In relation to the author's discussion of the aristocratisation of conventual space, her reflections on social status and sanctity are deeply interesting. Blue blood was in some way 'holier' blood, and the aggregation of aristocratic blood-lines in a conventual house meant many things, among them the greater sanctity of the life led there, and thus the greater efficacy of the intercessory prayers of the nuns for the afterlife of its patrons.
Aside from bringing to our attention a series of striking buildings that have never before been considered as a coherent group, one of Hills's major contributions is her archival work and her fascinating analysis of convents in the context of urban life and the social and economic structures of seventeenth-century Naples. The discussions of property acquisition and the expansion of conventual complexes, and the ways in which these projects reflected negotiations for power between monastic institutions and their surrounding urban environment, including other convents, is compelling. Her observations on the way in which patronage was a form of preserving privilege and status, often through the use of the nuns' own private resources (vitalizi), is central. With such rich documentary information, the reader might desire a little more analysis of the decorative programs that, integrated with the architectural settings, were intended to convey such status, and to whom. The author's stimulating remarks about the meaning and function of the raised choir, or the 'viewing screens' (gelosie), might have been enhanced by a longer discussion of the iconographic themes presented in the decorative programs of these choirs and the other private spaces of the conventual communities.
The author of this marvelously interesting book was not served well by her editors in relation to the images. The figures are often muddy and fuzzy. Is it reasonable to expect a reader to get out a magnifying glass in order to follow the author's descriptions of plans? Could these not have been redrawn so as to be legible and visible? Frequently, the argument is undermined by the paucity of the visual documentation, or the poor quality and small scale of the images. It would have been one thing if these monuments were well known to the general public and could easily be called to mind, like, say, St. Peter's Basilica. But adequate and rich illustration is especially important for monuments that are often difficult of access (many of these churches in Naples are closed, or opened only on a few weekends in May designated as Chiese Aperte). Many of the convents are not even known to Neapolitans who have spent their lives in the city. The choirs richly decorated by major artists deserve to be illustrated with plates and figures that do justice to their splendid decorative programmes. Interior views, plans and sections could have been coordinated in order to assist the reader, rather than setting up fairly intractable barriers to the comprehension of the author's descriptions. It would have helped greatly to have the plates in the text. This book, subtitled the 'The Architecture of Devotion,' is, after all, a study of buildings. Indeed, Hills is writing about startlingly beautiful monuments unknown to most readers, and it seems extraordinary that Oxford Press could not do greater justice to the subject by a less 'anorexic' approach to the visual documentation.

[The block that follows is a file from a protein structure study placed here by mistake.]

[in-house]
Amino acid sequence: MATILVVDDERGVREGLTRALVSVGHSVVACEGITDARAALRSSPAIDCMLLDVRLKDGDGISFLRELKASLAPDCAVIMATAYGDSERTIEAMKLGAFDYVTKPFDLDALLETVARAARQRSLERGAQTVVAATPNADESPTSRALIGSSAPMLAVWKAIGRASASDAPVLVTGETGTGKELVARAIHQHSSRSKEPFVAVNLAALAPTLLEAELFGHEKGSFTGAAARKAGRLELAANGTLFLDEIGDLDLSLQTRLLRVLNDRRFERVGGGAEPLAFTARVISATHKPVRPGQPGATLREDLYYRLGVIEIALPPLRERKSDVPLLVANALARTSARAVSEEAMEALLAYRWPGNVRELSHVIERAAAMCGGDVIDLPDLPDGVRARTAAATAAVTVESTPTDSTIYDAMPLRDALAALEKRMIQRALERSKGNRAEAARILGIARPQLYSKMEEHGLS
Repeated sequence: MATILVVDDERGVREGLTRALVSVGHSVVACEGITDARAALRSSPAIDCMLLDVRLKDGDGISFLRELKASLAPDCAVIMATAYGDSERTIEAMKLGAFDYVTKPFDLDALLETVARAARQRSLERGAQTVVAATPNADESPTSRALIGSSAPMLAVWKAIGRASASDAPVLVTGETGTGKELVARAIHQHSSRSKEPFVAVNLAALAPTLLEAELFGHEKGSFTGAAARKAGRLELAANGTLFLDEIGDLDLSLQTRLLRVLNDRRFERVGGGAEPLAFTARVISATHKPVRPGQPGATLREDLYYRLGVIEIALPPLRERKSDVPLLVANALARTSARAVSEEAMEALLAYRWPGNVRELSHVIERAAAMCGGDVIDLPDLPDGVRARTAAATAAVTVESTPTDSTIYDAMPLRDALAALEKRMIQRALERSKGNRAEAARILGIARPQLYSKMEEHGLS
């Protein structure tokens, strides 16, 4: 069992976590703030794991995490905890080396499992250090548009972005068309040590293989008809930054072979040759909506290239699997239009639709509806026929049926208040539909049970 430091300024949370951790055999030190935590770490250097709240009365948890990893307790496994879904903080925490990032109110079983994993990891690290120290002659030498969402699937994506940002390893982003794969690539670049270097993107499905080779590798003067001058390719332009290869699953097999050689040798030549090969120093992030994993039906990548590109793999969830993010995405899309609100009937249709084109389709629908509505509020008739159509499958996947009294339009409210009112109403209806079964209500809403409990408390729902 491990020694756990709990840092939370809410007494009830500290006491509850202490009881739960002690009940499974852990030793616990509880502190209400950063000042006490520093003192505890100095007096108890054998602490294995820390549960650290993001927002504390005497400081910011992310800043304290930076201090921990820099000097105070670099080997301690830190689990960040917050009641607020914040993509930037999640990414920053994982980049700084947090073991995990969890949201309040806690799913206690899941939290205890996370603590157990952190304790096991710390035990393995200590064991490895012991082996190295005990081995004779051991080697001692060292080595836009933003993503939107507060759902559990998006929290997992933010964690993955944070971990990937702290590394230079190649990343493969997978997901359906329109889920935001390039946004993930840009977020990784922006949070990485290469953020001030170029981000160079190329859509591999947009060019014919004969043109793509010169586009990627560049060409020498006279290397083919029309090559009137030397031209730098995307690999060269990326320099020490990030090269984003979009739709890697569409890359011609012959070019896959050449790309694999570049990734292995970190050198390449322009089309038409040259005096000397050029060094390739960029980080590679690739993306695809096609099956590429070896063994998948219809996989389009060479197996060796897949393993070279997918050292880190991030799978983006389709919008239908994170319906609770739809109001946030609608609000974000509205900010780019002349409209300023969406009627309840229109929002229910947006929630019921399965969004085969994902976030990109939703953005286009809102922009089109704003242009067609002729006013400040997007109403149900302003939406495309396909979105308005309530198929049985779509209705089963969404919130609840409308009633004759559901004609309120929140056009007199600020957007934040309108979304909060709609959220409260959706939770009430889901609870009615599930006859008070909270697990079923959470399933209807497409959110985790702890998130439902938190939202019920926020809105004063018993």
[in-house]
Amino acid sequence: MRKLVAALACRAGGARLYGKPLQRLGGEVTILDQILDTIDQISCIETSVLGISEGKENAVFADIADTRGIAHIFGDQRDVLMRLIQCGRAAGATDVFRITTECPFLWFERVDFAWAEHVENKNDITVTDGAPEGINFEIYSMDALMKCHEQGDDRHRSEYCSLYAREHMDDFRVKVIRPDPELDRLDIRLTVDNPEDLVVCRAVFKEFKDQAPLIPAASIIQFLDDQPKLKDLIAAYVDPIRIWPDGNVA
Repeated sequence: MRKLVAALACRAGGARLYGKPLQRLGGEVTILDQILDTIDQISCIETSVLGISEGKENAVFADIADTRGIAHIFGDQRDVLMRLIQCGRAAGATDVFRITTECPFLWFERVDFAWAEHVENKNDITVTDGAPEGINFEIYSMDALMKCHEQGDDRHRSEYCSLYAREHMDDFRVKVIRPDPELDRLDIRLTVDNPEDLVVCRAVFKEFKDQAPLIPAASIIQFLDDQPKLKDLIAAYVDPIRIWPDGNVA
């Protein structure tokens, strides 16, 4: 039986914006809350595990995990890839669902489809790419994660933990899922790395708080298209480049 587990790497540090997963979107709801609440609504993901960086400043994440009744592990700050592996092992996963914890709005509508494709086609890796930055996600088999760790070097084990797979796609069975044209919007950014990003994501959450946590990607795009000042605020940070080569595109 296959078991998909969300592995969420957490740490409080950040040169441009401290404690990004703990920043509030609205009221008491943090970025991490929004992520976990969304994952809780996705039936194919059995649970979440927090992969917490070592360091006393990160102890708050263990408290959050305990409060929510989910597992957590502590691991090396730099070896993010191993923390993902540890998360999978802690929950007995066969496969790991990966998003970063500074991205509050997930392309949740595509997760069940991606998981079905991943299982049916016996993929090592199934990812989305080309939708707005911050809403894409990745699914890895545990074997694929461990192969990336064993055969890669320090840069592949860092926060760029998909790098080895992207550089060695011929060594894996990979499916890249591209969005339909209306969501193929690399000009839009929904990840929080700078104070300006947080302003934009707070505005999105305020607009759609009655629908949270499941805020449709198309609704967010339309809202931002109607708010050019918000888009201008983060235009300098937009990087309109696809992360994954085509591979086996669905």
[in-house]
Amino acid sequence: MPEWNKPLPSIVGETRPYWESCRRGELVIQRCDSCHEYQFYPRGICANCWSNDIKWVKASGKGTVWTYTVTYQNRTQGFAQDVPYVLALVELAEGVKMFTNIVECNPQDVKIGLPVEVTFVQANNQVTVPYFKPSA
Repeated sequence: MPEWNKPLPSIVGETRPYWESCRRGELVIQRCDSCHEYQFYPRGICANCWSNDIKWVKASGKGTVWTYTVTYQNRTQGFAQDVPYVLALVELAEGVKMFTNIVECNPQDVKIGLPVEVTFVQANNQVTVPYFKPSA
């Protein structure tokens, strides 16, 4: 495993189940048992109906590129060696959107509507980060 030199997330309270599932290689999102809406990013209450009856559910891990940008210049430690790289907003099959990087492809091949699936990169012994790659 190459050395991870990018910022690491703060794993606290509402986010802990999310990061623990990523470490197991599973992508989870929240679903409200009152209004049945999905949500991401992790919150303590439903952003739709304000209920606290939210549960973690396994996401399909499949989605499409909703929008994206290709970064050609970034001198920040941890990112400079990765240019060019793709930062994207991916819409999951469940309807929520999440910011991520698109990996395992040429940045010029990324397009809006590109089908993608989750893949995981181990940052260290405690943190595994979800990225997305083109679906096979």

None of this, however, is to diminish Helen Hills's very important accomplishment in this volume. Invisible City is architectural history close to its best: it is a 'thick' history that considers monuments in relation to urban context and social structures. Although here and there theoretical issues seem to take precedence over the buildings themselves, and although this reader, at least, wanted a little more by way of description and analysis of specific sites as well as a summary catalogue including the names of the architects, painters, and a list of the decorative programs and their iconography, Hills's broad theoretical and social frame also does much to illuminate the particular perplexities and the contradictions of the fate – or the choice – of many religious and many not so religious women in early modern Naples.
- Rosa Anna Genovese, La Chiesa Trecentesca di Donna Regina (Naples, 1993), plate 34.Back to (1)
The author is happy to accept this review and does not wish to comment further.